aces and elaborate kiosks occur in succession at a distance of a little more than a mile apart. Some of these buildings are furnished in the most costly style. The daily dinner of the sultan - he always dines alone - consists of ninety-four dishes ; and ten other meals are prepared in case it should be his fancy to partake of them. He has eight hundred horses, seven hundred wives, attended and guarded by three hundred and fifty eunuchs. For this enormous household forty thousand oxen are yearly slaughtered ; and the purveyors are required to furnish daily two hundred sheep, one hundred lambs or goats, ten calves, two hundred hens, two hundred pairs of pullets, one hundred pairs of pigeons, and ifty greengeeso. Between the profligate luxury of the establishment of the sovereign and the miserable poverty of too many of his subjects, the contrast is truly melancholy. The incomes of the principal ministers of state are such as would grievously shock the radical reformers of our own country. The salary of the grandvizier is £30,000; of the Minister of Finance, £15,000 ; of the Minister of Public Works, £11,000; and so in proportion for the other principal ministers."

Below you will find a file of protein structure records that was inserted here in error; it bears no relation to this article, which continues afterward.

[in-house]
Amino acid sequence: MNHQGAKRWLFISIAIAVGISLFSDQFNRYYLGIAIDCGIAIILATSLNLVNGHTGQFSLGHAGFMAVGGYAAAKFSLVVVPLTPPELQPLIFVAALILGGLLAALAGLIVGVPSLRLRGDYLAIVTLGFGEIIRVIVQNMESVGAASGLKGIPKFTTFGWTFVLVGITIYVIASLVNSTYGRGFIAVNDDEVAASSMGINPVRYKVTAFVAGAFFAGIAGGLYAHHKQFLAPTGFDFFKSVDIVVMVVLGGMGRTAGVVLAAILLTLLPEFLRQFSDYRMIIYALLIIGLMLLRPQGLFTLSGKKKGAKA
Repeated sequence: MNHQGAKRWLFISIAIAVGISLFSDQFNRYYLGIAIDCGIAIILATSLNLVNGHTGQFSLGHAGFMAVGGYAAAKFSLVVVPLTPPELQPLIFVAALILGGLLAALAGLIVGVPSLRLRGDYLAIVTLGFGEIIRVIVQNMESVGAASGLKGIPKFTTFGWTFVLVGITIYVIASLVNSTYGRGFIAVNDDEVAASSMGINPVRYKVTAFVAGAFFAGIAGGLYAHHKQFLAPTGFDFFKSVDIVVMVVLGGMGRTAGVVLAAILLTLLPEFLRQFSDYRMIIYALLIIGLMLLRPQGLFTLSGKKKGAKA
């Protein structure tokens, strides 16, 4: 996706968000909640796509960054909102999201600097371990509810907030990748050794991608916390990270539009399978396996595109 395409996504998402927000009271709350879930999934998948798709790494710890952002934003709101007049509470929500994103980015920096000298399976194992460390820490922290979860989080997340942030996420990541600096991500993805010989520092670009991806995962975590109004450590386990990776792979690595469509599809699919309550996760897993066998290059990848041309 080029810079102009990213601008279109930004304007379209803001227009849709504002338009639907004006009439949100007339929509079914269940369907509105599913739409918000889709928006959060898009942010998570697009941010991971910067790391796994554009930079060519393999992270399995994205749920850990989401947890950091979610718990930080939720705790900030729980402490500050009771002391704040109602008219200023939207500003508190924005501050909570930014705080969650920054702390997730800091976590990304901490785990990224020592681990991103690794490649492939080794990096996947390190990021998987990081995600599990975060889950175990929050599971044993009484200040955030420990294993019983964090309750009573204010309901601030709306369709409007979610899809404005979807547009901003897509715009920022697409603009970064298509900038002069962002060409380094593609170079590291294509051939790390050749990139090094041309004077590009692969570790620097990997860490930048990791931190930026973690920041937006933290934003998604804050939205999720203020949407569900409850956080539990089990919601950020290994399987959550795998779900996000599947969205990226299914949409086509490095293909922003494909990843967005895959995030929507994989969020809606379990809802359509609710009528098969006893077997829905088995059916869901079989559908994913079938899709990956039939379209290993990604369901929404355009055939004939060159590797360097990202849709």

That, however, is not all. Each ministerial department is supposed to have its own separate budget, but that budget is always exceeded. Every department issues its own mandats or promissory notes, and these manduts are discounted at heavy interest by the local bankers, who thus realize enormous fortunes. I do not, of course, mean to state that the issue of treasury bonds is pernicious per 8€. It is the abuse, and not the use, of such obligations to which exception must be taken; the abuse consisting in converting that which should be a temporary-and, in such sense, a justifiable expedient for the assistance of the treasury-into a perpetual annuity on the imperial revenue. It is practically impossible to correctly estimate the income of the state, but it is even still inore impossible to estimate its expenditure. Expenditure without limit is, if any thing, worse than uncertainty of income, but when the two are combined, the difficulties of the situation are indefinitely increased. To remodel the fiscal system so as to insure a sufficiency of revenue, would, however, be a task far beyond the capacities of the present ministers of the Porte, whereas the issue of mandats and treasury bonds is an operation wbich commends itself for its simplicity and facility of execution.